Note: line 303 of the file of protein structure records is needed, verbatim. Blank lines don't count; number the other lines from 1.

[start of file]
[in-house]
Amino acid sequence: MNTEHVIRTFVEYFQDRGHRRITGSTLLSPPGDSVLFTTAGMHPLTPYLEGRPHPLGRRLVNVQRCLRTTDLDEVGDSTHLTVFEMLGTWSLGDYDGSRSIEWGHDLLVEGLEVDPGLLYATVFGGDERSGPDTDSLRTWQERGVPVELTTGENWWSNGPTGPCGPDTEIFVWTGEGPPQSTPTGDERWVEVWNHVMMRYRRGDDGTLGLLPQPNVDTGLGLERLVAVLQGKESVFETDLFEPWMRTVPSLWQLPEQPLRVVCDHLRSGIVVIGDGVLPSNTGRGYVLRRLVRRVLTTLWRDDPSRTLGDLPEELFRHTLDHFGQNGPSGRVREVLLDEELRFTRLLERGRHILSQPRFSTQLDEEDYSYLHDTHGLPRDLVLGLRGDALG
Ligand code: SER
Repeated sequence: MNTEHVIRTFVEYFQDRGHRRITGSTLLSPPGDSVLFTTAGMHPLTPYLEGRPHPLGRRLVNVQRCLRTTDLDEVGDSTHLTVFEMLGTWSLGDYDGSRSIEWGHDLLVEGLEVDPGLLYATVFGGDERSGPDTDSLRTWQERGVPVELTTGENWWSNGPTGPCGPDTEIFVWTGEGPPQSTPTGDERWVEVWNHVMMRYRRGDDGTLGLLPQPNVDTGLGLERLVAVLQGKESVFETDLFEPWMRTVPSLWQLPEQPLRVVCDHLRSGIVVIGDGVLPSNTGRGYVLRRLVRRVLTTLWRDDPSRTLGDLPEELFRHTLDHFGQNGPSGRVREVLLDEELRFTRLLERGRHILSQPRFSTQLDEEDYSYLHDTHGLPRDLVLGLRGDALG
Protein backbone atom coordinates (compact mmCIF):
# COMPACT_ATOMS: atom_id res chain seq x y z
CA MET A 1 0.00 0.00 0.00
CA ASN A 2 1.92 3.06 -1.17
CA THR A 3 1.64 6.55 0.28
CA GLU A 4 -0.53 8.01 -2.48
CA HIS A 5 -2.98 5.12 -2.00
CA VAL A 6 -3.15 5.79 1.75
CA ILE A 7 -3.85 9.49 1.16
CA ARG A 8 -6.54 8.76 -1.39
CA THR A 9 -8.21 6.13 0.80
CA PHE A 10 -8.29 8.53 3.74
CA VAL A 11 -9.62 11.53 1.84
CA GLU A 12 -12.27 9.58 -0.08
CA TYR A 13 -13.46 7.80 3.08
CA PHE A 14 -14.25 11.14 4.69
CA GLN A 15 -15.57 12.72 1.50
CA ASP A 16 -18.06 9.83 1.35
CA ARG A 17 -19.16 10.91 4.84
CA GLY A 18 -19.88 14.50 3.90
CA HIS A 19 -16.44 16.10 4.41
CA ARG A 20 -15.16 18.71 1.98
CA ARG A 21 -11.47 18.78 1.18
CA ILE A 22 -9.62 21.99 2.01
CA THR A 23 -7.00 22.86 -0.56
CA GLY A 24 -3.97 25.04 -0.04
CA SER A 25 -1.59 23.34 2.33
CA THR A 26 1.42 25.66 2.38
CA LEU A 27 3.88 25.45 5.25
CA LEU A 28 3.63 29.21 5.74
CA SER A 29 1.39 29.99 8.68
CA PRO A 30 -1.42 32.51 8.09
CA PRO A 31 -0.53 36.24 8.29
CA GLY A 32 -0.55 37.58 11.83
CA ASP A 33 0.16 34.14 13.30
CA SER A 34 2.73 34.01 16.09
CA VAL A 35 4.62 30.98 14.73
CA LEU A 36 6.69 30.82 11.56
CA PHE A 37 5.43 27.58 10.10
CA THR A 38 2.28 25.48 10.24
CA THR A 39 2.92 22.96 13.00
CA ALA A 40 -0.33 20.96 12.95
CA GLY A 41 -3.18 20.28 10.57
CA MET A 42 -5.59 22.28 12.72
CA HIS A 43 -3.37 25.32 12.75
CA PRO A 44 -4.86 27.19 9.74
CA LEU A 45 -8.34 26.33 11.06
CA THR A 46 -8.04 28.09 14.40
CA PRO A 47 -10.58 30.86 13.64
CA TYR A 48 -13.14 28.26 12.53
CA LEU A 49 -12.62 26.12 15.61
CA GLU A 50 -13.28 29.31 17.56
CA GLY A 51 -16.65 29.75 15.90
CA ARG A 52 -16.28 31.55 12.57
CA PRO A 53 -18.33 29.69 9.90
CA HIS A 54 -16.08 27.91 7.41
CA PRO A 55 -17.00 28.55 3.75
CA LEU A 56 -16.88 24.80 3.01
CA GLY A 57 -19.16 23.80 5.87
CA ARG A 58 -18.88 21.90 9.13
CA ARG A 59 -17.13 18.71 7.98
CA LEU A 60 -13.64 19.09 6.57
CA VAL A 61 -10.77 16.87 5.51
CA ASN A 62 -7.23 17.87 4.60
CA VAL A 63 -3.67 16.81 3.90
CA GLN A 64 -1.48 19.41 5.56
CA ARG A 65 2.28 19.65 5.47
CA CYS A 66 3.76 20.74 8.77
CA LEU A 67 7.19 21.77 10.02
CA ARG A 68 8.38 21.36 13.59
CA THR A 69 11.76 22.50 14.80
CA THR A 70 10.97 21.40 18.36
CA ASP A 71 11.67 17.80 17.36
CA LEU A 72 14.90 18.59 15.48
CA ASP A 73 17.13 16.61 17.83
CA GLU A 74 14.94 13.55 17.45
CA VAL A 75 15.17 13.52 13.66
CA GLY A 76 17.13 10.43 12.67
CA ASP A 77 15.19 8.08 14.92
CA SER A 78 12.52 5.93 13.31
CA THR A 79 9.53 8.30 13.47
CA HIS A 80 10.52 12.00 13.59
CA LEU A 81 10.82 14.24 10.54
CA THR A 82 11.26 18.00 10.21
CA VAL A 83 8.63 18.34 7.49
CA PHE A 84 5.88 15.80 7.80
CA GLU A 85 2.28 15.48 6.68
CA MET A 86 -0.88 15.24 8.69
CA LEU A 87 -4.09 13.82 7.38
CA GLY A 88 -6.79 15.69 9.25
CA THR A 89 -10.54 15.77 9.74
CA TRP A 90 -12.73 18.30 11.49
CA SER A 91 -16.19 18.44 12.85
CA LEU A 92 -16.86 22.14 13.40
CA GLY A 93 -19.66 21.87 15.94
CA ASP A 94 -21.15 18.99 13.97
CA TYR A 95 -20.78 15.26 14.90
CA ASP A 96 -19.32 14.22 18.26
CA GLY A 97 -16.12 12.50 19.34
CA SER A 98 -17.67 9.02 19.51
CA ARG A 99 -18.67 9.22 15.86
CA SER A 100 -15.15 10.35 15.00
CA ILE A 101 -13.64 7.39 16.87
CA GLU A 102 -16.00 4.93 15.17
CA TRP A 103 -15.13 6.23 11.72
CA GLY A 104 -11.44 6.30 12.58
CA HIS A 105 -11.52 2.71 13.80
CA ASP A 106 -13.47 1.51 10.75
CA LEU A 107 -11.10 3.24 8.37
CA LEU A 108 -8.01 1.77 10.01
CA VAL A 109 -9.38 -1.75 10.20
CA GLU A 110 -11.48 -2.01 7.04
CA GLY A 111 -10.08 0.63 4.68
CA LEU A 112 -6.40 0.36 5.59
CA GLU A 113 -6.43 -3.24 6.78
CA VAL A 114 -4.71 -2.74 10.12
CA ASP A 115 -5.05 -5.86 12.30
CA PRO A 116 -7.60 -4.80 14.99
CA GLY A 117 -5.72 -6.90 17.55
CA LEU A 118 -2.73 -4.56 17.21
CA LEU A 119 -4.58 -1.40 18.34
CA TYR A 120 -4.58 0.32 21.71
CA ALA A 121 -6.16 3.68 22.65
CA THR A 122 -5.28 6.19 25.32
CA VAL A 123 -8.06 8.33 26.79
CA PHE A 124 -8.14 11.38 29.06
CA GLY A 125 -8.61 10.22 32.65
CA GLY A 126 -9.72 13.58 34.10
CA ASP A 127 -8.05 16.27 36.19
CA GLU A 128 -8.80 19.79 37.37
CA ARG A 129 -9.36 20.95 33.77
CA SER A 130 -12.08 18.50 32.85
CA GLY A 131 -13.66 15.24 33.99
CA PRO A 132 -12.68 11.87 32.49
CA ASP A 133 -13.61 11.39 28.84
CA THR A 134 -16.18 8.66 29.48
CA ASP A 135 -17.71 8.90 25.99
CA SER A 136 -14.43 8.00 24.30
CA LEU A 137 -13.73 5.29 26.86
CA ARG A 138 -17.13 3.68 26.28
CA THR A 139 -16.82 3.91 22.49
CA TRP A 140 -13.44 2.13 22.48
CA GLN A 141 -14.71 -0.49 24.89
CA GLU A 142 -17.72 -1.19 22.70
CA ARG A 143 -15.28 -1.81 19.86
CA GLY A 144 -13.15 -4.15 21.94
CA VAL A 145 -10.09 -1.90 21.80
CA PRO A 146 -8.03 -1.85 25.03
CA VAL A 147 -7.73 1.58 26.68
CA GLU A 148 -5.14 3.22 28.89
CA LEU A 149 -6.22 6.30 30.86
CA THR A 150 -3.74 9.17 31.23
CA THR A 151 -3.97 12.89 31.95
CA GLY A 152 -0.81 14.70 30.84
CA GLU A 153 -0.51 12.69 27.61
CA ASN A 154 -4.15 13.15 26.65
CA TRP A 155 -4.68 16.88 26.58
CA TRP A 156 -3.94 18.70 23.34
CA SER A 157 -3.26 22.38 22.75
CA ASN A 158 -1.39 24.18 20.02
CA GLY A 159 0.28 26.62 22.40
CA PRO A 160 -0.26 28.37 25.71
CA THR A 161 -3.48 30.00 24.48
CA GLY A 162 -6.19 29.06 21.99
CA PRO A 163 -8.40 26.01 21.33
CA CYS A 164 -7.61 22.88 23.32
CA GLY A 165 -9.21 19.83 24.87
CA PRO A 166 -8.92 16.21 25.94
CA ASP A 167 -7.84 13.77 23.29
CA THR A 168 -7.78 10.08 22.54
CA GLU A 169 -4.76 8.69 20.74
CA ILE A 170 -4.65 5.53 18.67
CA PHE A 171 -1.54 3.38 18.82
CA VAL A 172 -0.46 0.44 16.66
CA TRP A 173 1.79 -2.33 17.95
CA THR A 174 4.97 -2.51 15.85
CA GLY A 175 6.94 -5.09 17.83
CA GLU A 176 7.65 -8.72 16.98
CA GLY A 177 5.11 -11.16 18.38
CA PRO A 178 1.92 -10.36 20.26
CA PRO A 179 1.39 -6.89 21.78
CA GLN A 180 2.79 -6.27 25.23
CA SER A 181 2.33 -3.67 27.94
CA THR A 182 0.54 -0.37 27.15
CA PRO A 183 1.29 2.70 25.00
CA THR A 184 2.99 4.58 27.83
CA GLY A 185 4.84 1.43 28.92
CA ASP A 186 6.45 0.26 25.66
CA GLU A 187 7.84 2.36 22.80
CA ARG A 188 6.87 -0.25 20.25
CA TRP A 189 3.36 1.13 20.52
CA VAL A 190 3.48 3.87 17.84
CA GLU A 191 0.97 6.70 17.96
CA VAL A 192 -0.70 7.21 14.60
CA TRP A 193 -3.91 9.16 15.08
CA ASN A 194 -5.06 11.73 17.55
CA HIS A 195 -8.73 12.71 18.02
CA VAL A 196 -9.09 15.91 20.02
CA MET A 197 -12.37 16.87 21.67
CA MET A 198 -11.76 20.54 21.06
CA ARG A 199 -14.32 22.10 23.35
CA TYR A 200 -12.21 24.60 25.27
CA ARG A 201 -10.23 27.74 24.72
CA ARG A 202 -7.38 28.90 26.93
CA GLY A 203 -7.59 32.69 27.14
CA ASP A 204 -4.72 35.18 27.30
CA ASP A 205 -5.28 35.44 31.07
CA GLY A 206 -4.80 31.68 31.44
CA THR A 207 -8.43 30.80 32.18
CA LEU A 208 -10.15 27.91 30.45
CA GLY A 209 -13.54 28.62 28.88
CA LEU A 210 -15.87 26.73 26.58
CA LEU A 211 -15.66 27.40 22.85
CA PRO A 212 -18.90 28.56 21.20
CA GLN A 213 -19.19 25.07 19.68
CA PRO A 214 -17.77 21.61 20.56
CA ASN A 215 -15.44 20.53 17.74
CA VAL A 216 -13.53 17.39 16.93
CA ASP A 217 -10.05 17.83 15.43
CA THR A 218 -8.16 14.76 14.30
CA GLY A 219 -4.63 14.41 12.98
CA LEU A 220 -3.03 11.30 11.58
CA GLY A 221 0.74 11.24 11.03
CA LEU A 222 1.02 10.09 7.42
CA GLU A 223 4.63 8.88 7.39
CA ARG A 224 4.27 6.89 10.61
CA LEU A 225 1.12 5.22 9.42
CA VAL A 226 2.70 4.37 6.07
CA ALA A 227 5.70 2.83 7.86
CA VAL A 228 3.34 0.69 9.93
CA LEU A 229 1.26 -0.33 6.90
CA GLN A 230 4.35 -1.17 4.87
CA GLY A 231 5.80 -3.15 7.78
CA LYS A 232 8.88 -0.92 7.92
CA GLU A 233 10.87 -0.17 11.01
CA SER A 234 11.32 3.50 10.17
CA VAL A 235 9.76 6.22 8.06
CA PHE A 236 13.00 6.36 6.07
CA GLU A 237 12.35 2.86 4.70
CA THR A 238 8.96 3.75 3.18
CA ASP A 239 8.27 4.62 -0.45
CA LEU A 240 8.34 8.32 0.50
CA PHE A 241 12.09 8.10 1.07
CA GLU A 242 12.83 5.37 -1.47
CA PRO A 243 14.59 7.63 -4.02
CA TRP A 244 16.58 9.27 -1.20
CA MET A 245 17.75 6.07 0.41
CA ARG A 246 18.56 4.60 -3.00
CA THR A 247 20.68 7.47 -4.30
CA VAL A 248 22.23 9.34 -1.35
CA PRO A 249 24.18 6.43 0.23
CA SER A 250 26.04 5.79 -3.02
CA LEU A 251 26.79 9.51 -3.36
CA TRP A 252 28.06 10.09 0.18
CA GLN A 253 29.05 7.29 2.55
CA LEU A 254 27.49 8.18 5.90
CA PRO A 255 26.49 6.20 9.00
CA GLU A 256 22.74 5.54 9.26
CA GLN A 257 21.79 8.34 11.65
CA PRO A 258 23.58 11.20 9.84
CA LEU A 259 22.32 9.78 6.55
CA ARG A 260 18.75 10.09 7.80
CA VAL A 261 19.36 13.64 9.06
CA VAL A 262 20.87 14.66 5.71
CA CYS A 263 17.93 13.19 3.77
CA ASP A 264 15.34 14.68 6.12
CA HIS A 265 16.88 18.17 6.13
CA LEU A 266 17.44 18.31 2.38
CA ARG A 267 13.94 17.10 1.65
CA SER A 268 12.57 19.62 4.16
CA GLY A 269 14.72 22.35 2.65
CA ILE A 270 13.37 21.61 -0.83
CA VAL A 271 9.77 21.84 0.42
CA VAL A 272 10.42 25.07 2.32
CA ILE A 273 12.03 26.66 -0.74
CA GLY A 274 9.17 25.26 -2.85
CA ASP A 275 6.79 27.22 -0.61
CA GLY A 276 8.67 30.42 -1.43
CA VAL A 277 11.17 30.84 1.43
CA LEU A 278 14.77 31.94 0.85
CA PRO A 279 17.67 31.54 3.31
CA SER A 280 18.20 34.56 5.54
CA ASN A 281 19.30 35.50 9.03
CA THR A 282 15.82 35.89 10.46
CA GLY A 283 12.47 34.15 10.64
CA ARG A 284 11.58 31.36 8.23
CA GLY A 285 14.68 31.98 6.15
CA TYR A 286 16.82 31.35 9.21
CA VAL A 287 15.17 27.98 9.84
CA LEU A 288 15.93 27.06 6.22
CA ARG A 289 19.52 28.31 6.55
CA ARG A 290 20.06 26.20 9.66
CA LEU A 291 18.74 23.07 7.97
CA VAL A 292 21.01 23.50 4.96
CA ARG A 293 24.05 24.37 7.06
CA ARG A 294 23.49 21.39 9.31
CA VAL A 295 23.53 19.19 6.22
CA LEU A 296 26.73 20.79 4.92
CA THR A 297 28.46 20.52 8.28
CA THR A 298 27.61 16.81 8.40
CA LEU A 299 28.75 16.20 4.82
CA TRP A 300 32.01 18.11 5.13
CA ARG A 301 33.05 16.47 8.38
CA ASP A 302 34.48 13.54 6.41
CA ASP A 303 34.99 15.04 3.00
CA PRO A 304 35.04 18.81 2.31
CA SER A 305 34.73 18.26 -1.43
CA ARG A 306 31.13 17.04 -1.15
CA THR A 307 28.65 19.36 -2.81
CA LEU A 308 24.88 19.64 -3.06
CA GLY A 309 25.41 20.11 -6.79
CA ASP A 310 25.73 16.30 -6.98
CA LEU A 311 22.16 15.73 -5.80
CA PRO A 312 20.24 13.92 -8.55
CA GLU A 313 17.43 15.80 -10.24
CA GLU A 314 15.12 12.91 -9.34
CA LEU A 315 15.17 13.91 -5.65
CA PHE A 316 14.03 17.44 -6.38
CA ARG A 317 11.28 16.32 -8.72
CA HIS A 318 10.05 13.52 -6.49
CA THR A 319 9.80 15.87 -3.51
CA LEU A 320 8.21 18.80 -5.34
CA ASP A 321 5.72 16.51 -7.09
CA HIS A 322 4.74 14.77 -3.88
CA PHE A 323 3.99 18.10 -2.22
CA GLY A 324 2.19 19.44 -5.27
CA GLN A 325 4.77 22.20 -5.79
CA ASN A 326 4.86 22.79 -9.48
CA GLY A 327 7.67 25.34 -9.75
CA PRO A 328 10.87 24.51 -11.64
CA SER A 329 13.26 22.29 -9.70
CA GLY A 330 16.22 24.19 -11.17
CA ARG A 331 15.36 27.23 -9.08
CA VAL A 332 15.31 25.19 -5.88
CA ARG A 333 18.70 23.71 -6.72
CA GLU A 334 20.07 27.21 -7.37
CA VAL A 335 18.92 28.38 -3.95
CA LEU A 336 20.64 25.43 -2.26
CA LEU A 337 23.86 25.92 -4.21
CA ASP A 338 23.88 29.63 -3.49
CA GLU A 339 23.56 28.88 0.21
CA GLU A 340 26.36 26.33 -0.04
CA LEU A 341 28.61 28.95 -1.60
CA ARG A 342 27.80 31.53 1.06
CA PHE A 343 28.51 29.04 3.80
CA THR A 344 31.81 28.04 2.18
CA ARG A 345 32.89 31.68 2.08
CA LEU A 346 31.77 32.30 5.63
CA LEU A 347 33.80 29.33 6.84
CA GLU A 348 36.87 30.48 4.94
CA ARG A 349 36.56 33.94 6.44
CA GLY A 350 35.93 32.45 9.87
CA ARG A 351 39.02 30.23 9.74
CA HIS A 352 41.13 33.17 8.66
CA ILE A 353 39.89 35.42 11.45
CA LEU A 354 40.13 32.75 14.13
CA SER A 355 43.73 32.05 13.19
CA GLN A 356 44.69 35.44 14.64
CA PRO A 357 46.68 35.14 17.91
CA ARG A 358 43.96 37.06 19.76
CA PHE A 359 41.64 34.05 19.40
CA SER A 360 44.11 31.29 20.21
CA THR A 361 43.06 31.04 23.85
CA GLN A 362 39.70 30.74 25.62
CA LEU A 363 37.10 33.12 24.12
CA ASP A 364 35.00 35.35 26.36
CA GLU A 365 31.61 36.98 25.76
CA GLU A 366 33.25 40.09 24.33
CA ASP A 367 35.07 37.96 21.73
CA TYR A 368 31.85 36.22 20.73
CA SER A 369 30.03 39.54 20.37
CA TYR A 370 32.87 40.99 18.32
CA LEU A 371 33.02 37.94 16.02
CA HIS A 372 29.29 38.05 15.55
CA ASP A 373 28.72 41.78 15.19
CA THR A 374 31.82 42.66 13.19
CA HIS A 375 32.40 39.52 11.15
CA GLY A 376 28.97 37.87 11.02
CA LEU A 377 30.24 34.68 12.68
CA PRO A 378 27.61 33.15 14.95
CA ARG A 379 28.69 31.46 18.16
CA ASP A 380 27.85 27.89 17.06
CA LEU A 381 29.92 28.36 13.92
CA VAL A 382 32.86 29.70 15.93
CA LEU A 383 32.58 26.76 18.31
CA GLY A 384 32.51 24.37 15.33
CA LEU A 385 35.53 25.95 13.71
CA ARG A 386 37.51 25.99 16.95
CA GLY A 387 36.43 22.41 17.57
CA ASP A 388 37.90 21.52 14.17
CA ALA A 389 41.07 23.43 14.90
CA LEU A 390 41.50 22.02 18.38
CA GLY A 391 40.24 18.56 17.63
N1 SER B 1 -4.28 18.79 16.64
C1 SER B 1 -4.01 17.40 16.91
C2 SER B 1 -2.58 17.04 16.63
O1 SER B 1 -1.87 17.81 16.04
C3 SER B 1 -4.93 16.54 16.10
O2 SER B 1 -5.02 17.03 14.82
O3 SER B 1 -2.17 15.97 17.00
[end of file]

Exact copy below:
CA THR A 297 28.46 20.52 8.28